Time Trial Today

Despite that the current leader of the Tour is reported to be quite a fan of cow blood,* the racing has been pretty good.

Graham Watson continues to post amazing pictures of the race online, and the dudes who keep up with the ticker at Velonews.com are a riot.


* I'm sorry, but I simply cannot bring myself to write "cows blood" instead of "cow blood." Why the plural? Possible The Translator can explain this usage issue for me.


  1. i wonder if it's trying to be possessive? not that it would need to be, because the noun can easily become an adjective, like human blood or snake blood or, ew.

    OR maybe there's a preference for a mix of blood from multiple cows.

  2. Anonymous12:47 PM

    It looks like whatever typo you found in that article has since been corrected. It's obviously a genitive ("possessive") singular and is correctly styled "cow's blood" with apstrophe.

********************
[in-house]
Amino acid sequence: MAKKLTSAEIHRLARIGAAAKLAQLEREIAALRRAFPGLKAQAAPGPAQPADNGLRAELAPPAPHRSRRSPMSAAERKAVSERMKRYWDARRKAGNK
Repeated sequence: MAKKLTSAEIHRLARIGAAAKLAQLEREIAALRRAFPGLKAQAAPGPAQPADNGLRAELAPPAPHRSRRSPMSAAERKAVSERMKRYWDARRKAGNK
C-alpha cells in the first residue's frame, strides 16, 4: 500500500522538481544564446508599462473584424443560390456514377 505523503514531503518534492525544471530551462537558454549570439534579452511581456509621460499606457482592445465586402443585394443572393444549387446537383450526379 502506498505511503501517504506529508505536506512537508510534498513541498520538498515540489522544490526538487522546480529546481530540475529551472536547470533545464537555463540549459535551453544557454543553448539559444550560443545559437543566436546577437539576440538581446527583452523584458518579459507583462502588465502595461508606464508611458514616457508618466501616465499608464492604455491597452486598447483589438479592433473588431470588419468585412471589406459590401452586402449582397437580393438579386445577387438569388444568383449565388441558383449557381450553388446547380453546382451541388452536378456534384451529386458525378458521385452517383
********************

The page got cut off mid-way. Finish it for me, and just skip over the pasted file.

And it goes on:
I suppose you could also say "cow blood," it's just that the idiom is animal name + genitive + body part or fluid, cf. "monkey's breath," "pig's ear," etc. If you're a native speaker writing in the wild, I'd allow "cow blood" and presume you had a purpose from stepping out of the convention. But if you're a translator rendering into English, I'd mark that as an error, probably, since it's not the normal phrasing.

    Normally the nongenitive idiom has some kind of figurative sense, cf. "cowtail," "monkeyshine," "pig head," so the genitive idiom is usually literal, cf. "cow's tail," "pig's head," etc.


  3. Yes! TT Rides Again!

    So "Bessie's cow's milk was tasty for cow's milk." Okay; I can deal with that.

  4. Rasmussen mustn't win. He's just toooo creepy, dope or no dope. My man Vino is out of it now, but please, not The Most Peculiar Man Ever to Wear Polka Dots.

    As for grammar & punctuation: pass.